Puiladobhrain – Loch Tarbet, Jura

Puiladobhrain – Loch Tarbet, Jura

N – NW and very variable!  Force 3 the nothing, then blowing hard! Slight to moderate seas!

37 NM (934 cumulative NM) 

 What a truly shaky start to the day!  Pete woke with a start at 06:00 when the boat moored next to us bumped us – their anchor had dragged…  Pete said that there was no damage, but it was a bit of a rude awakening.  I hadn’t noticed until I heard him get up.  The yacht in question (actually the one I have silhouetted in the sunset photo from the previous day) raised their anchor and went elsewhere to relay it.  All good.

When we came to leave, we had our own drama.  The boats were all lying in a different direction, and our neighbour, we reckoned, was probably on top of our anchor… Eek!  I was on the windlass, so very carefully and slowly ground the anchor up, and yes, we were getting closer and closer to the yacht.  There was no sign of life, so I decided that I needed to “squeak” a little and make sure that they would come and inspect the noise.  I did see someone stirring… just as we were about 2 metres from them… and then I could see the anchor!  No problems… Well.  Not exactly.

The anchor was completely set with mud, and so it needed to be cleaned, but Pete wanted the anchor up before we did so.  The anchor had come up backwards, and I haven’t got the knack to turn it around, so we swapped.  I thought we had to ‘hovver’ in the same area, and did a terrible job of keeping Whinchat in one place, drifting back on the guy that had moved a couple of hours ago.  Panic!  Pete came back, having secured the muddy anchor, and I was completely frazzled.  “I thought you’d drive out,” he said… “You didn’t tell me to do that,” I replied.

Next job was to clean the anchor, using our super-powered deck wash.  A bit of pfaff to get it out, but once deployed, I could barely shift the mud.  It was so thick, embedded with different shellfish!  I had to retrieve the boathook, and prod the mud off, only to discover that a large rock was also lodged in the roll bar.. Anyway, all good after a while (whilst we are underway), with much gymnastics on my part hanging over the bow.  I couldn’t coil the hose, so asked Pete to do it.  I had turned off the deck wash switch.  He emerged completely soaked… apparently you’re supposed to release the pressure in the hose – well, I did not know that.  He wasn’t much impressed.  What a stressy departure!

We hauled the mainsail as soon as we’d cleared the anchorage, and I was on the helm.  I said to Pete “1800 or 2000?”  He looked blankly at me.  The revs for the engine.  “I was hoping to sail”, he replied.  “Not in this wind,” says I.  Much sighing.  The bad start was continuing.

Wind or no, it didn’t detract from the raw beauty of the landscape, all a bit too far away to make a decent photograph, but I was happily looking at the world going by, spotting the wildlife!  Not that there was a great deal – a few gulls and the sea birds that we’ve totally failed to identify..  They sit in the water, and occasionally have to flap off when we get too close.  I will look them up.  Pete saw one, possibly two, dolphins, but they didn’t come and play…  No chance to rectify my photographic blunder!

Pete was sighing a bit, and kept saying “this isn’t what was forecast”.  I know he was wanting more wind, and I’m not sure I was helpful when I suggested taking up something which wasn’t “weather dependent”!  Pete was cold, so about 12:15 I went and made cup-a-soups… and guess what?  This brought the wind!  I thought that it was getting a bit roly down below!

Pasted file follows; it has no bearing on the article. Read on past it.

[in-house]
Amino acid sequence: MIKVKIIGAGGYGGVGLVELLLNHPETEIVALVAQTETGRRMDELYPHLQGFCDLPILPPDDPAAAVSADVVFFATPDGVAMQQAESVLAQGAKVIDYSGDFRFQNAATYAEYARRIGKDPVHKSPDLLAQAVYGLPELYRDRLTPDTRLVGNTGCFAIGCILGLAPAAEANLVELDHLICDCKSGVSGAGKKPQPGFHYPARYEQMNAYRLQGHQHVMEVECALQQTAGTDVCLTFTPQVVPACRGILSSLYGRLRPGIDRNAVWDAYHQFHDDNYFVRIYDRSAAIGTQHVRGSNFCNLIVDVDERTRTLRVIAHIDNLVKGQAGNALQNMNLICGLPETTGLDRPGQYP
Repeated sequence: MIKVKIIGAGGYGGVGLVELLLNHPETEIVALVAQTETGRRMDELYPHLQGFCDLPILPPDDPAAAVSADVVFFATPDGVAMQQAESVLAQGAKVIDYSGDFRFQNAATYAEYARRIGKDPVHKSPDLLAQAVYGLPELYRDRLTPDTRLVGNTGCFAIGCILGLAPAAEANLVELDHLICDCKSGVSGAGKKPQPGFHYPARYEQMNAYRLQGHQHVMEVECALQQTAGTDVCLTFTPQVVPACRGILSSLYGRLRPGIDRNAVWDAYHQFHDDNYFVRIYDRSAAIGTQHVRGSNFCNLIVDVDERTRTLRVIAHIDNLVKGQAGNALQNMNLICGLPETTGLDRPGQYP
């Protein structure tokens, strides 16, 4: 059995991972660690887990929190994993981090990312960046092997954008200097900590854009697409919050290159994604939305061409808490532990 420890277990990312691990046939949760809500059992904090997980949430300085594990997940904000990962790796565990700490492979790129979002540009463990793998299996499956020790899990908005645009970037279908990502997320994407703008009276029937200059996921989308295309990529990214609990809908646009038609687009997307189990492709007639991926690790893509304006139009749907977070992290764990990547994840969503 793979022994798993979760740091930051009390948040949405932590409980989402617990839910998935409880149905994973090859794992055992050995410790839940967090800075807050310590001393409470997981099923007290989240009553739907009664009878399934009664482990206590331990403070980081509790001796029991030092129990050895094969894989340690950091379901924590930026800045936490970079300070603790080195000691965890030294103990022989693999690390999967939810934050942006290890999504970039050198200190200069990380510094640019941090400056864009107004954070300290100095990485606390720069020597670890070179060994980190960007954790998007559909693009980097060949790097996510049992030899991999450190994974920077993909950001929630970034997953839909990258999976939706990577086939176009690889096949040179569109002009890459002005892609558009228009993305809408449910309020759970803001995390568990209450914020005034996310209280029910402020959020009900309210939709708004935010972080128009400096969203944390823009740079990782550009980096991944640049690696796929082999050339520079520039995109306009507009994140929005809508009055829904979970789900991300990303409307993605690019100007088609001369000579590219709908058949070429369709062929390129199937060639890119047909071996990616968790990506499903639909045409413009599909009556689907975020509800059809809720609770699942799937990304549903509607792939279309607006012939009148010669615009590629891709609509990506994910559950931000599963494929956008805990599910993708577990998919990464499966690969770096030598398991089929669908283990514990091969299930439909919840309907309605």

This wasn’t a gradual increase in the wind, but a dramatic ‘whooosh’, from barely a breath, to about 18 knots.  Remarkable.  From the NW, so we were on a very pleasant broad reach (with the wind behind the beam, about 5 o’clock if it were a clock-face).

Of course, this all occurred about 5 miles away from the anchorage, so it was soon time to drop the sails.  The sea was quite lumpy, so we decided that we’d do it inside the bay, past the first navigational hazards.  Indeed this paid off; much calmer, and one stressy moment less in the day.

Our plan was to travel to the inner loch, tackling some tricky navigation – but with the aids of markers making leading lines.  Easy in principle, but it was hard to spot them.  Pete was just about to give up when I spotted the first markers!  Bingo.  My fish eagle eyes hadn’t failed me!  We edged along, and couldn’t believe it when the wind was blowing stronger and stronger behind us.  We were being chased by a wind of about 20-25 knots… On we carried, picking off the other markers (thankfully) until we were in the more open water of the more sheltered inner loch!  Some joke!  Winds now in excess of 25 knots, around 27 knots.  Not exactly what you want to anchor in, when the bottom is shallowing and the choppy sea means you can’t easily see all the hazards.

We ended up coming back out through the narrows, and tucking up behind a bay in the outer loch – so much for the theory that this is more exposed!  Our anchor dug in well, and after about two hours since we took the sails down, we were finally all set for the night.

The wind – well, it had died down, but we have had some seriously powerful squalls… a check on the long/lat coordinates and it would seem we’d moved.  Have we dragged?  Do we need to relay the anchor?  Pete’s anxiety levels were rising, again!  In fact, we checked after 21:00 and all was good, ish.  The wind died off, which takes one of the elements of risk away. It is such a remote place – no chance for a mobile signal and a poor reception for the VHF.  We have no weather updates, so we just have to hope that the settled forecast holds good…. But indications with the sun setting in the west would suggest that all would be fairly benign…

Setting sun captures the clouds shrouding Jura’s “Paps”